The concept of citizenship originally described inhabitants of (probably walled) towns. Some insistence on specificity of place certainly remains, although the concept today generally refers to nations rather than cities. But what are concerned citizens to do in the face of problems such as climate change, which cannot easily be contained by walls or borders, and to which we all contribute?
In 2000, Nobel laureate Paul Crutzen and Eugene Stoermer proposed that human impact on the atmosphere, the oceans, the land and ice sheets had reached such a scale that it had pushed Earth into a new epoch. They called it the Anthropocene and argued the current Holocene epoch was over.
This bibliography is designed for professors who want to “teach Flint” in their classrooms. The Flint, Michigan water crisis is an extreme but quintessential case study that shows the intersections of environmental health, governance, the built environment, systemic racism, and social inequity.
Over the past few decades, we have met with much success in curbing some of Americans’ exposure to lead. Yet they have struggled to contain this continuing danger precisely because it is literally built into our water systems.
Slow violence and chronic disasters create a representational challenge. How do you visualize a non-event so that it imparts the severity of the problem without turning it into an event?
The report, called “Who’s in Danger? Race, Poverty, and Chemical Disasters,” sought to examine who lives in “fenceline” neighborhoods adjacent to large chemical plants. The report said those residents were more likely to be black or Latino and have lower home values, incomes and education levels than average Americans.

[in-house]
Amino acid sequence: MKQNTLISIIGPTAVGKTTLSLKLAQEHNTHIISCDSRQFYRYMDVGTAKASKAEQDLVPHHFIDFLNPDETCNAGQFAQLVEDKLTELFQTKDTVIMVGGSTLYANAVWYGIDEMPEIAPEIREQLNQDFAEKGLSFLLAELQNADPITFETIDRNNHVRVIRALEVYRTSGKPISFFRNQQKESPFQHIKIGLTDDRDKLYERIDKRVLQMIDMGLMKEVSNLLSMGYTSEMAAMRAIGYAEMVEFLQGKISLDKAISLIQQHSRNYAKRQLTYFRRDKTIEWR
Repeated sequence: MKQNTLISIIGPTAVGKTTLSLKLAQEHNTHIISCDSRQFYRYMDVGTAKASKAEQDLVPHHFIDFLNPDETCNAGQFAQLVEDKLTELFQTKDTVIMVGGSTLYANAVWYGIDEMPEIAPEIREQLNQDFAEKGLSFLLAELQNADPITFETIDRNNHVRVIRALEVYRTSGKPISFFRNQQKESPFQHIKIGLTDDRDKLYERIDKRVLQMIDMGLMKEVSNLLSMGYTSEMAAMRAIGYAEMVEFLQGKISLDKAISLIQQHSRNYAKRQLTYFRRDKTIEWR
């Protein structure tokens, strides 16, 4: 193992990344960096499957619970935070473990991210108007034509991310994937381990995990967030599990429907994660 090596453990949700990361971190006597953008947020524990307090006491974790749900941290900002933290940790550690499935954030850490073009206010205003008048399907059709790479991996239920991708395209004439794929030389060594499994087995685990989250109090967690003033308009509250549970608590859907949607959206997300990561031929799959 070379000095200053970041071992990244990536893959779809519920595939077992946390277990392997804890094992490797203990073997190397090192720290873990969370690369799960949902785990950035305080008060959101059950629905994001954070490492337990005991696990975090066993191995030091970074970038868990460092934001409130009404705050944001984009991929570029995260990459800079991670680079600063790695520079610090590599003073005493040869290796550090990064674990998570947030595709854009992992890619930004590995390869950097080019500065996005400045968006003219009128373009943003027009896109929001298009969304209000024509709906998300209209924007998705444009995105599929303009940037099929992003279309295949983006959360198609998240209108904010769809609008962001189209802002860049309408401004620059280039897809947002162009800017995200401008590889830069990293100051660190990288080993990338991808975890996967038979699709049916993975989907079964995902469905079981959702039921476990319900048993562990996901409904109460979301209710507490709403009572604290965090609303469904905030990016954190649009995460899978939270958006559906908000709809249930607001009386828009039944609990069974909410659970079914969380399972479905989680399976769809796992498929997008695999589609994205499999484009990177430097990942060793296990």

The following is a statement by John Doherty, Commissioner of the New York City Department of Sanitation, about the department’s response to Hurricane Sandy.
Galison argues that the categories of wastelands and wilderness are far from dichotomous; that their relation is far more intriguing (and disturbing) than a binary of purity and corruption. Removing parts of the earth in perpetuity – for reasons of sanctification or despoilment – alters a central feature of the human self, presenting us in a different relation to the physical world, and raising irreducible questions about who we are when land can be classified, forever, as not for us humans
What we perhaps did not realize, as we geared up our initial response, was how deep the partnerships between all stakeholders would become. As months went by and debris washed up piece by piece, the scenarios and plans turned to real action. The action became more routine and the coordination more efficient. What has happened, in the three years we have worked on this issue, is that we now have a solid network of marine debris responders in our Pacific states.
f you look at enough photographs of disasters, you will see people posing with high water marks. It is a genre of photography onto itself: over and over, they will point to the mark, put their bodies in front of the mark, or photograph the high water line alone. This post explores the possible roles that the visual culture of post-disaster high water marks play, especially given the prevalence of the genre across disasters, geography, and time.